Late in the first quarter of Sunday’s game at Raymond James Stadium, the visiting Chargers had a 14-7 lead and looked to be on the verge of forcing a punt from deep inside Buccaneer territory. A three-yard Doug Martin run on the last play of the opening period left the Bucs facing a very difficult third-and-12 when the second quarter began.
Third-and-12 is not a value proposition for an offense. The league average on all third downs of 10 or more yards is just a 21.0% conversion rate. Putting the numbers aside, it’s fairly obvious that long third downs are tough to convert because opposing defenses can specifically guard against longer passes and still be able to come up and stop runs or short throws in time.
On this particular play, however, Josh Freeman and the Buccaneers bucked the odds in a big way. Freeman took the snap and stood in the pocket for a very long time, enjoying remarkable protection. Eventually, Mike Williams completed a long-developing route with a double move past the back end of the Charger defense and Freeman threw over the top for a 54-yard gain. The Bucs used that big gain to tack on a field goal and avoid falling into a deep hole.
That play was incredibly similar to the 64-yard completion Freeman threw to Jackson on third-and-15 on the first play of the second quarter in Oakland a week earlier. And it is plays like those two that have made Freeman the most lethal third-down passer in the NFL over the last five weeks.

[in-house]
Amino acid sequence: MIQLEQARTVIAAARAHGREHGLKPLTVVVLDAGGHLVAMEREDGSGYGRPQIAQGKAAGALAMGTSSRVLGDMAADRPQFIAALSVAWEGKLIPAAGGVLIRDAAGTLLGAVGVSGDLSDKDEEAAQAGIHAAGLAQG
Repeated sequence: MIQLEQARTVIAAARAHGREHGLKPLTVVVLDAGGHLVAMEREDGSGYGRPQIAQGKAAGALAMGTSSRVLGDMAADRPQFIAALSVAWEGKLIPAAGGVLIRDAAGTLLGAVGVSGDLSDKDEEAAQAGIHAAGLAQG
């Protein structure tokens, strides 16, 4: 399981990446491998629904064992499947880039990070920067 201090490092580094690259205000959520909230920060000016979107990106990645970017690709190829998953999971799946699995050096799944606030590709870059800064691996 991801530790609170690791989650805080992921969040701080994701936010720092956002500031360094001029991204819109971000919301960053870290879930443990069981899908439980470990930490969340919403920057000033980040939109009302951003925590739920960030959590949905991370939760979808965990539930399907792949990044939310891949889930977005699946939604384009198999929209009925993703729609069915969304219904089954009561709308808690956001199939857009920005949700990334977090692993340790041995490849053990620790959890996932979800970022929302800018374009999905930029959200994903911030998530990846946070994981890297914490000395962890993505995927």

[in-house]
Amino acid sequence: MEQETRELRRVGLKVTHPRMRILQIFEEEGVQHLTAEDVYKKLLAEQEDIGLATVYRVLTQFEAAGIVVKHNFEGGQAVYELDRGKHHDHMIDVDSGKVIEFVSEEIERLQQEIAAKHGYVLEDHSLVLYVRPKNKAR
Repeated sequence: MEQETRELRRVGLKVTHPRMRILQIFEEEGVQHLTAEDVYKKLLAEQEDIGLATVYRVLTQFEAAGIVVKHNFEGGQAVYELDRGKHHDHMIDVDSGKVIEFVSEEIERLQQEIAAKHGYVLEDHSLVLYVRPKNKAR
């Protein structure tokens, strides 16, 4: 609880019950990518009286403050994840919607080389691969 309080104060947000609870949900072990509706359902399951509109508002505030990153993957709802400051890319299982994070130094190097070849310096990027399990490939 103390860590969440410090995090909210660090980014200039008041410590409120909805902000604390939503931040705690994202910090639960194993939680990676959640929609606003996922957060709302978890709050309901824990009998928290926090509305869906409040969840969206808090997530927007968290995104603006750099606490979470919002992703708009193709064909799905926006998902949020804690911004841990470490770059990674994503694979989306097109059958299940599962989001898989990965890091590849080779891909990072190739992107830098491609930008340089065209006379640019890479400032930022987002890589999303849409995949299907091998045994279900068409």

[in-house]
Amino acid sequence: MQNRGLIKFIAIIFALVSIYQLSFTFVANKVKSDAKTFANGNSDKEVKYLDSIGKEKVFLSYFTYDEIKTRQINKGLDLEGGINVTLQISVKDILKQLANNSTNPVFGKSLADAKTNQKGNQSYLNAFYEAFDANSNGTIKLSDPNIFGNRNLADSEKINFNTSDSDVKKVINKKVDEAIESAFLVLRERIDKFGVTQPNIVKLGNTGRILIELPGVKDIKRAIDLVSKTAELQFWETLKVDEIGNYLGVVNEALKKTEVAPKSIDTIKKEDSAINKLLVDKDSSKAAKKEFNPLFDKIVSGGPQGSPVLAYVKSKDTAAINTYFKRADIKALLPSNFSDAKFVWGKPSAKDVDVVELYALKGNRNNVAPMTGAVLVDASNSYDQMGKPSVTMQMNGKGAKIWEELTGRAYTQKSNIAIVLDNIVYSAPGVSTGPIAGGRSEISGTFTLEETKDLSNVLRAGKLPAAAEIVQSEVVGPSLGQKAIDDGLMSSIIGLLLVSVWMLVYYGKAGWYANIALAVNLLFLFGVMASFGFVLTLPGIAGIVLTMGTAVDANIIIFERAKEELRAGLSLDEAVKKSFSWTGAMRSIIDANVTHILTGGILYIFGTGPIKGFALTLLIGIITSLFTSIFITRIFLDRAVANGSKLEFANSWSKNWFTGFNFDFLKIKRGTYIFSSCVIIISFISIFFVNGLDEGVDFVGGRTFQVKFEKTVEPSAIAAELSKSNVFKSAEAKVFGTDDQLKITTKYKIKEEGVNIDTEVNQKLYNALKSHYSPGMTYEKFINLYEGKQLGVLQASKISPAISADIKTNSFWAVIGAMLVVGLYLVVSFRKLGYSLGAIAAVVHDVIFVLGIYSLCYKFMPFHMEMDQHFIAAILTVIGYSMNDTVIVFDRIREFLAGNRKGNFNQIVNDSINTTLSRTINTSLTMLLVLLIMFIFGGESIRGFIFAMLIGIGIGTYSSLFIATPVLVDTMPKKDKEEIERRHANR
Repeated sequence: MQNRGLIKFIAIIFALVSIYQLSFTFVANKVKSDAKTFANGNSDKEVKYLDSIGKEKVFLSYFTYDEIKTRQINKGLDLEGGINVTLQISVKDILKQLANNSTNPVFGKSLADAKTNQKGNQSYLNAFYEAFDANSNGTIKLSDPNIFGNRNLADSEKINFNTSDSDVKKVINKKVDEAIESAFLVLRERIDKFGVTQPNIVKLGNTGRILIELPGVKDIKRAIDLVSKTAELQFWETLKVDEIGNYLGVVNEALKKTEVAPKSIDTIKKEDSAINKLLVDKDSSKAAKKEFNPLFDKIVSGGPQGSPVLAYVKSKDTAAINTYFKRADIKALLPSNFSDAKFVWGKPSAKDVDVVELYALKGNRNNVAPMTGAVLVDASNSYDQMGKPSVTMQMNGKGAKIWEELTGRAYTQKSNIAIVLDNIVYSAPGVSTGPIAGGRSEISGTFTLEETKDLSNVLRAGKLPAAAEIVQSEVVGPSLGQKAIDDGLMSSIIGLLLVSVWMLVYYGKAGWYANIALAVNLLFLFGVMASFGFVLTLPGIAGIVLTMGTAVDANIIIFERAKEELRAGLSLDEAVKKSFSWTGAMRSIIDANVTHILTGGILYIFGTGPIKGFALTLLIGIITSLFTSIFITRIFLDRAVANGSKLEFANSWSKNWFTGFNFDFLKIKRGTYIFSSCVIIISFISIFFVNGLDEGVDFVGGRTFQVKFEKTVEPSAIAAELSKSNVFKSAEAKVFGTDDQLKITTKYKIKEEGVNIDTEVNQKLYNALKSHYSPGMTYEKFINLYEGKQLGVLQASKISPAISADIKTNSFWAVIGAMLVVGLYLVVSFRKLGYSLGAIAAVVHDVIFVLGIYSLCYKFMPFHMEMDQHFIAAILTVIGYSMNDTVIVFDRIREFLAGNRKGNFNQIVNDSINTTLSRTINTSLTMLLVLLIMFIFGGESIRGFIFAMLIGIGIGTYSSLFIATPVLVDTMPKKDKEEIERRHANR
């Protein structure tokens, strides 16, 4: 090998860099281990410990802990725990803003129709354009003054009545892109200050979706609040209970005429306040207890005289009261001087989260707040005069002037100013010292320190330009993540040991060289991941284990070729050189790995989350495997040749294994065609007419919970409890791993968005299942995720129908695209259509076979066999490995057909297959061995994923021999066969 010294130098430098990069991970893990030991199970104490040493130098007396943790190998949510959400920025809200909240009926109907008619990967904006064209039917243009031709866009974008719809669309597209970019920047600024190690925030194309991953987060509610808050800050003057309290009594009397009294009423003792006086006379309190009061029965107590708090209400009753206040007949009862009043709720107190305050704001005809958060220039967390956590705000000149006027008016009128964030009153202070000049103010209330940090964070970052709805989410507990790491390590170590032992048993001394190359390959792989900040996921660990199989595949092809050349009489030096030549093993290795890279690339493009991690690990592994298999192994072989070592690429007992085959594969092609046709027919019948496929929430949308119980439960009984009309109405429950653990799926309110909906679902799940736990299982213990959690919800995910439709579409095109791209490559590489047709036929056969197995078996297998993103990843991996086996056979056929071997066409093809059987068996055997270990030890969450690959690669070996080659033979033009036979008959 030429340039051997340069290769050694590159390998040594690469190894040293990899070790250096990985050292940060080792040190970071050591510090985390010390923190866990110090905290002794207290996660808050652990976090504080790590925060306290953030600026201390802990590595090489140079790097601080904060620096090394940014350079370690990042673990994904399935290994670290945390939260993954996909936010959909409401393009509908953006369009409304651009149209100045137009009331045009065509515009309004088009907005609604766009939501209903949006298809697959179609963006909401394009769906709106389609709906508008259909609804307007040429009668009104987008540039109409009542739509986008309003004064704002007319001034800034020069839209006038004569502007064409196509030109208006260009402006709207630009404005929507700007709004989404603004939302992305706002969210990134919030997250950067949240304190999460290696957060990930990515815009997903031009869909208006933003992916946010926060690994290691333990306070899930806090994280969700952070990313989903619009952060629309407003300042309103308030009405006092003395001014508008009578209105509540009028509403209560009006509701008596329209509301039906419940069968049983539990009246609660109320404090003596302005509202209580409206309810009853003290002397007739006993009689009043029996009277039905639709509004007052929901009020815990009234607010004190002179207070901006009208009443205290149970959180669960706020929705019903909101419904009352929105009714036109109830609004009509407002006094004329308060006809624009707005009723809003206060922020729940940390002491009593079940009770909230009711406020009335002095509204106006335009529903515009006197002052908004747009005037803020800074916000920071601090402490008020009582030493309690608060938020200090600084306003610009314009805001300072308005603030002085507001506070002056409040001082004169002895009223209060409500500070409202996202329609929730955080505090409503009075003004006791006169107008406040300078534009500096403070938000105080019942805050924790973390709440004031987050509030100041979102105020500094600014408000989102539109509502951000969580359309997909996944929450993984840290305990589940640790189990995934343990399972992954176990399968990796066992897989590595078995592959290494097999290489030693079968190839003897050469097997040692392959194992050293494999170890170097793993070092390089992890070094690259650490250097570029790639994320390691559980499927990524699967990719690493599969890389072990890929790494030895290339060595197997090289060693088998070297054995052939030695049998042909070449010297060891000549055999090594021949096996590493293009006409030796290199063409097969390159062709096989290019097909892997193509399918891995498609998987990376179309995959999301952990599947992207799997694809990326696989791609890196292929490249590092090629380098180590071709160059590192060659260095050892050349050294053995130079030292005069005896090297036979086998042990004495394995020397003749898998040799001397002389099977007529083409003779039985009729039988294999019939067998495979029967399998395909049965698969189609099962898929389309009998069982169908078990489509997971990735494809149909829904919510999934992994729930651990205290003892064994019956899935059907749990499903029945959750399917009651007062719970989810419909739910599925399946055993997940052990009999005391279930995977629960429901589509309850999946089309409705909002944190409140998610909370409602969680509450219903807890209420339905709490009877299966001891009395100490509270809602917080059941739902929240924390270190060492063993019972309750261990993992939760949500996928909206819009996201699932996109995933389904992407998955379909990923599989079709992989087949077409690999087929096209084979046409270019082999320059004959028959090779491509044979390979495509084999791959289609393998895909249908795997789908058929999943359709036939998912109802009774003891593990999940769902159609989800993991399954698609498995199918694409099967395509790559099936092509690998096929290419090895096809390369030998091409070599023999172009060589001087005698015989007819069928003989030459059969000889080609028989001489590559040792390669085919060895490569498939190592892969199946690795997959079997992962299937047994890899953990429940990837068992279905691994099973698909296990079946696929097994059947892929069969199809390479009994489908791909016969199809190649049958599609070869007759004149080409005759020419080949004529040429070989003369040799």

The Bucs’ offense has been the league’s best overall over that span, and Freeman deserves a lot of credit. The biggest difference in his game, statistically, between the first four games before Tampa Bay’s bye week and the last five (of which the Bucs have won four) is his success on third down.
After four weeks, Freeman was only the 21st-ranked passer in the league on third downs, with a rather pedestrian rating of 74.4. Fast-forward to the beginning of Week 11, and Freeman is now fifth-best in that category, trailing only Ben Roethlisberger, Tom Brady, Aaron Rodgers and Michael Vick. Here are some of the relevant statistics for the only five QBs in the league with a rating over 100.0 on third downs this year:
Again, Freeman has shot up that chart with a nearly flawless performance over the last five weeks. Here are the top five on the same table since Week Six of the NFL season:
Most notable on that list is Freeman’s incredible yards-per-attempt figure, which is more than two yards better than any other quarterback in the league in that span. And, according to Bucs Head Coach Greg Schiano, that’s not a matter of forcing the ball deep but of knowing the offense and taking what is available.
“I think he understands better what we are doing, what we are asking of him, and he is playing within himself,” said Schiano. “He’s not trying to make plays, he’s trusting his training and executing what he has been trained to do. Plays come, when you are as talented as Josh Freeman is, and as talented as we are at wideout, tight end and running back.”